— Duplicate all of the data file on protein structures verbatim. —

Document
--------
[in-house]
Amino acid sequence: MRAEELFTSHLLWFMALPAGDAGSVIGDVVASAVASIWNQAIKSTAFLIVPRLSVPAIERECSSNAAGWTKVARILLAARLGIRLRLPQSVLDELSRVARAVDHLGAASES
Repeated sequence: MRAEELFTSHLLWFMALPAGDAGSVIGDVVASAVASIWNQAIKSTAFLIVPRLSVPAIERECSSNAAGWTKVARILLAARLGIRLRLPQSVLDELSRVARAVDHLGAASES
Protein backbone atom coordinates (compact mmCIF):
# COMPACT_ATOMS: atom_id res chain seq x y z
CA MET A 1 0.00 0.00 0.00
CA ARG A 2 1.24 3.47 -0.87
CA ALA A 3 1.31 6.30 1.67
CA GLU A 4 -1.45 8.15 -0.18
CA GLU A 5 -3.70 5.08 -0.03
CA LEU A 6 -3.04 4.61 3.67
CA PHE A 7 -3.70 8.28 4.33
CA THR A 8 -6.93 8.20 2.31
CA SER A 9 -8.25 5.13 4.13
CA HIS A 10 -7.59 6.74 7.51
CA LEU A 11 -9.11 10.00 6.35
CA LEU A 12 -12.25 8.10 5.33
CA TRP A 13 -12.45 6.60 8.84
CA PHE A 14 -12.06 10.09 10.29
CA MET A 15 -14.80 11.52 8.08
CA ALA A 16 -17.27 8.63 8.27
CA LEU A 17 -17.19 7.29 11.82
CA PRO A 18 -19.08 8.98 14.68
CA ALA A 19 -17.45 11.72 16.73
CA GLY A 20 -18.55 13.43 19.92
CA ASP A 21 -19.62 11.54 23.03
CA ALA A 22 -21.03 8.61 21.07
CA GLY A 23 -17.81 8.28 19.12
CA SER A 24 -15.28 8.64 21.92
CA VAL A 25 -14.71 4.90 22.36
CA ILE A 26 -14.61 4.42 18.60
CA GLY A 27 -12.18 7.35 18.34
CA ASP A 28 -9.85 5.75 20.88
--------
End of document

[in-house]
Amino acid sequence: MRAEELFTSHLLWFMALPAGDAGSVIGDVVASAVASIWNQAIKSTAFLIVPRLSVPAIERECSSNAAGWTKVARILLAARLGIRLRLPQSVLDELSRVARAVDHLGAASES
Repeated sequence: MRAEELFTSHLLWFMALPAGDAGSVIGDVVASAVASIWNQAIKSTAFLIVPRLSVPAIERECSSNAAGWTKVARILLAARLGIRLRLPQSVLDELSRVARAVDHLGAASES
Protein backbone atom coordinates (compact mmCIF):
# COMPACT_ATOMS: atom_id res chain seq x y z
CA MET A 1 0.00 0.00 0.00
CA ARG A 2 1.24 3.47 -0.87
CA ALA A 3 1.31 6.30 1.67
CA GLU A 4 -1.45 8.15 -0.18
CA GLU A 5 -3.70 5.08 -0.03
CA LEU A 6 -3.04 4.61 3.67
CA PHE A 7 -3.70 8.28 4.33
CA THR A 8 -6.93 8.20 2.31
CA SER A 9 -8.25 5.13 4.13
CA HIS A 10 -7.59 6.74 7.51
CA LEU A 11 -9.11 10.00 6.35
CA LEU A 12 -12.25 8.10 5.33
CA TRP A 13 -12.45 6.60 8.84
CA PHE A 14 -12.06 10.09 10.29
CA MET A 15 -14.80 11.52 8.08
CA ALA A 16 -17.27 8.63 8.27
CA LEU A 17 -17.19 7.29 11.82
CA PRO A 18 -19.08 8.98 14.68
CA ALA A 19 -17.45 11.72 16.73
CA GLY A 20 -18.55 13.43 19.92
CA ASP A 21 -19.62 11.54 23.03
CA ALA A 22 -21.03 8.61 21.07
CA GLY A 23 -17.81 8.28 19.12
CA SER A 24 -15.28 8.64 21.92
CA VAL A 25 -14.71 4.90 22.36
CA ILE A 26 -14.61 4.42 18.60
CA GLY A 27 -12.18 7.35 18.34
CA ASP A 28 -9.85 5.75 20.88